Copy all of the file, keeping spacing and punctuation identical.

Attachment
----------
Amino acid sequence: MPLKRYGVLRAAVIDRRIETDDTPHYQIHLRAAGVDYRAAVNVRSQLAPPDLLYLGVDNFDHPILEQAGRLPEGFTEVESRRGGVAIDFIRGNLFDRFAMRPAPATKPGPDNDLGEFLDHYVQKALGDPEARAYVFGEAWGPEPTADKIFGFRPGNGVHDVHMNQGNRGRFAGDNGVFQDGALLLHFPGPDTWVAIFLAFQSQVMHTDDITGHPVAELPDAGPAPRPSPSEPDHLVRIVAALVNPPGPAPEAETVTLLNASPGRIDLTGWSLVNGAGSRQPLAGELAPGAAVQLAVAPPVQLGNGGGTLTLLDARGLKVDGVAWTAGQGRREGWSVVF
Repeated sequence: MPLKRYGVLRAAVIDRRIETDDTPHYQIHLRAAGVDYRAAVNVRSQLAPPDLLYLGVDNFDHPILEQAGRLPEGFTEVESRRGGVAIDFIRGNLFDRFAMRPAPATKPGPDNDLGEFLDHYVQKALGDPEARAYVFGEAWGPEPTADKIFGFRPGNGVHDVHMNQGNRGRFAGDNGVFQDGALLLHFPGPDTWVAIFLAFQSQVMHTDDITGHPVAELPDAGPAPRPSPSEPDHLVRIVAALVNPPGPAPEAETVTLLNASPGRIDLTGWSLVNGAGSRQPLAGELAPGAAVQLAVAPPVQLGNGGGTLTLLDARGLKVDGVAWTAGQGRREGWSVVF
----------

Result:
Amino acid sequence: MPLKRYGVLRAAVIDRRIETDDTPHYQIHLRAAGVDYRAAVNVRSQLAPPDLLYLGVDNFDHPILEQAGRLPEGFTEVESRRGGVAIDFIRGNLFDRFAMRPAPATKPGPDNDLGEFLDHYVQKALGDPEARAYVFGEAWGPEPTADKIFGFRPGNGVHDVHMNQGNRGRFAGDNGVFQDGALLLHFPGPDTWVAIFLAFQSQVMHTDDITGHPVAELPDAGPAPRPSPSEPDHLVRIVAALVNPPGPAPEAETVTLLNASPGRIDLTGWSLVNGAGSRQPLAGELAPGAAVQLAVAPPVQLGNGGGTLTLLDARGLKVDGVAWTAGQGRREGWSVVF
Repeated sequence: MPLKRYGVLRAAVIDRRIETDDTPHYQIHLRAAGVDYRAAVNVRSQLAPPDLLYLGVDNFDHPILEQAGRLPEGFTEVESRRGGVAIDFIRGNLFDRFAMRPAPATKPGPDNDLGEFLDHYVQKALGDPEARAYVFGEAWGPEPTADKIFGFRPGNGVHDVHMNQGNRGRFAGDNGVFQDGALLLHFPGPDTWVAIFLAFQSQVMHTDDITGHPVAELPDAGPAPRPSPSEPDHLVRIVAALVNPPGPAPEAETVTLLNASPGRIDLTGWSLVNGAGSRQPLAGELAPGAAVQLAVAPPVQLGNGGGTLTLLDARGLKVDGVAWTAGQGRREGWSVVF